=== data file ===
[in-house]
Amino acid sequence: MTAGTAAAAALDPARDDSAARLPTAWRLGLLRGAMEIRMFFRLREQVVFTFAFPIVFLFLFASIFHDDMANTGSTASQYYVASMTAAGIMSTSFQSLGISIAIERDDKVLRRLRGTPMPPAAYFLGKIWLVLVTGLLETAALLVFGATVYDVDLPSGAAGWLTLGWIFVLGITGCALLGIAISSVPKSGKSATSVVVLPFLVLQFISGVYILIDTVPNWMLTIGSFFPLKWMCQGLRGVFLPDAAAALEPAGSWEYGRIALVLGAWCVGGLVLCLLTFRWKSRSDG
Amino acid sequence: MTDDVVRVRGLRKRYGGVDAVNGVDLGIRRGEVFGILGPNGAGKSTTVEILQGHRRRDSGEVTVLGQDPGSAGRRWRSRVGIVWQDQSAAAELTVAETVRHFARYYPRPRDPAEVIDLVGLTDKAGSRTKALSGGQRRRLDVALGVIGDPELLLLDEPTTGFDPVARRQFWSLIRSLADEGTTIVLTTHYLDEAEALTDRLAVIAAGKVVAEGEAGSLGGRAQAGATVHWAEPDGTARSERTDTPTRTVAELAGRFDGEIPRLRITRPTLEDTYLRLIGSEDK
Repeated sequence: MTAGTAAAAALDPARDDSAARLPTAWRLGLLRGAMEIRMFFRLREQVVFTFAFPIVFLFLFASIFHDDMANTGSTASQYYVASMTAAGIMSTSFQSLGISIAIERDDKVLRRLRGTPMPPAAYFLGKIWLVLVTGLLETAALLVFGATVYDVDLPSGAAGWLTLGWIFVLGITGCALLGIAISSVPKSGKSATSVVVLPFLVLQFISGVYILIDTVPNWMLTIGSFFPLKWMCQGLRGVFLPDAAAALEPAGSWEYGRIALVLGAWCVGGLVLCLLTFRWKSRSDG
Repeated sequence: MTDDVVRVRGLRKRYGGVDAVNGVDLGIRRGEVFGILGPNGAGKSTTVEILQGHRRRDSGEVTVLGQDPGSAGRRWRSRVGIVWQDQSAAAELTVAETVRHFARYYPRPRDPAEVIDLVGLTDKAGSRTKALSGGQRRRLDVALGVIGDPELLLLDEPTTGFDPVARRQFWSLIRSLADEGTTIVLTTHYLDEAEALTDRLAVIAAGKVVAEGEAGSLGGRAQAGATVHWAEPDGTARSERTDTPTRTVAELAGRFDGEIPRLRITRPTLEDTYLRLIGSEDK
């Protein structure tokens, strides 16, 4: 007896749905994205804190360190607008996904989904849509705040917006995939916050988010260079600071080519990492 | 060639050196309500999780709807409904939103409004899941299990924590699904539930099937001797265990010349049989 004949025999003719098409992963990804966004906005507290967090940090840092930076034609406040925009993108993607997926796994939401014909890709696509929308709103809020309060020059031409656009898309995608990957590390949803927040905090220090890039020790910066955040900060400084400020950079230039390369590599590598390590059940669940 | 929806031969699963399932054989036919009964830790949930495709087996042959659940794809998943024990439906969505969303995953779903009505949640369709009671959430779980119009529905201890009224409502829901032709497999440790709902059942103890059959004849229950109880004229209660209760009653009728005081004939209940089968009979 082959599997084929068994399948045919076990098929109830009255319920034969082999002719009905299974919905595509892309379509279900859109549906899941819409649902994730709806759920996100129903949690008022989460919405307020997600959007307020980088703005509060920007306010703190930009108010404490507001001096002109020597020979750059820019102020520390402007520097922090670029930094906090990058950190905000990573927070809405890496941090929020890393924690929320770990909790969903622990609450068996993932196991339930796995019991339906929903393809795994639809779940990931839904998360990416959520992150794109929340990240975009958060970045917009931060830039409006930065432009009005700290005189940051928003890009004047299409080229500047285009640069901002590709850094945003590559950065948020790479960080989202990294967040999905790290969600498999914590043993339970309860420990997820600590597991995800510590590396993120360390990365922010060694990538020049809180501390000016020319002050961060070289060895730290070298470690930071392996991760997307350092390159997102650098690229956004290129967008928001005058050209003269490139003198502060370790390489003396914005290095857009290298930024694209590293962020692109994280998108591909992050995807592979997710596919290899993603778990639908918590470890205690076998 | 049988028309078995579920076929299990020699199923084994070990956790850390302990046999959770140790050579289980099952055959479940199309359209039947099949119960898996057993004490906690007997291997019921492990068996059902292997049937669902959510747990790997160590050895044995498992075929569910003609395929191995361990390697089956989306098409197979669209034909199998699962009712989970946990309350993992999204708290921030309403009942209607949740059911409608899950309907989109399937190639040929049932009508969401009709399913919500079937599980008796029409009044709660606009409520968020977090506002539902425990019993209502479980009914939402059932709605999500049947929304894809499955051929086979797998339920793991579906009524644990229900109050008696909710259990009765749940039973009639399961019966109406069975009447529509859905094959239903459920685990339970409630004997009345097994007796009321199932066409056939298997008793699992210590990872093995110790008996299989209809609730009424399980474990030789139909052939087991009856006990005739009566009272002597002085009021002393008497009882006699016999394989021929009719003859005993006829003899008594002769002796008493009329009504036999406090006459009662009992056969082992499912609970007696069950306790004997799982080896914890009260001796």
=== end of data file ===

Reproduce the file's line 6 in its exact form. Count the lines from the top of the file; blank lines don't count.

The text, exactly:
């Protein structure tokens, strides 16, 4: 007896749905994205804190360190607008996904989904849509705040917006995939916050988010260079600071080519990492 | 060639050196309500999780709807409904939103409004899941299990924590699904539930099937001797265990010349049989 004949025999003719098409992963990804966004906005507290967090940090840092930076034609406040925009993108993607997926796994939401014909890709696509929308709103809020309060020059031409656009898309995608990957590390949803927040905090220090890039020790910066955040900060400084400020950079230039390369590599590598390590059940669940 | 929806031969699963399932054989036919009964830790949930495709087996042959659940794809998943024990439906969505969303995953779903009505949640369709009671959430779980119009529905201890009224409502829901032709497999440790709902059942103890059959004849229950109880004229209660209760009653009728005081004939209940089968009979 082959599997084929068994399948045919076990098929109830009255319920034969082999002719009905299974919905595509892309379509279900859109549906899941819409649902994730709806759920996100129903949690008022989460919405307020997600959007307020980088703005509060920007306010703190930009108010404490507001001096002109020597020979750059820019102020520390402007520097922090670029930094906090990058950190905000990573927070809405890496941090929020890393924690929320770990909790969903622990609450068996993932196991339930796995019991339906929903393809795994639809779940990931839904998360990416959520992150794109929340990240975009958060970045917009931060830039409006930065432009009005700290005189940051928003890009004047299409080229500047285009640069901002590709850094945003590559950065948020790479960080989202990294967040999905790290969600498999914590043993339970309860420990997820600590597991995800510590590396993120360390990365922010060694990538020049809180501390000016020319002050961060070289060895730290070298470690930071392996991760997307350092390159997102650098690229956004290129967008928001005058050209003269490139003198502060370790390489003396914005290095857009290298930024694209590293962020692109994280998108591909992050995807592979997710596919290899993603778990639908918590470890205690076998 | 049988028309078995579920076929299990020699199923084994070990956790850390302990046999959770140790050579289980099952055959479940199309359209039947099949119960898996057993004490906690007997291997019921492990068996059902292997049937669902959510747990790997160590050895044995498992075929569910003609395929191995361990390697089956989306098409197979669209034909199998699962009712989970946990309350993992999204708290921030309403009942209607949740059911409608899950309907989109399937190639040929049932009508969401009709399913919500079937599980008796029409009044709660606009409520968020977090506002539902425990019993209502479980009914939402059932709605999500049947929304894809499955051929086979797998339920793991579906009524644990229900109050008696909710259990009765749940039973009639399961019966109406069975009447529509859905094959239903459920685990339970409630004997009345097994007796009321199932066409056939298997008793699992210590990872093995110790008996299989209809609730009424399980474990030789139909052939087991009856006990005739009566009272002597002085009021002393008497009882006699016999394989021929009719003859005993006829003899008594002769002796008493009329009504036999406090006459009662009992056969082992499912609970007696069950306790004997799982080896914890009260001796």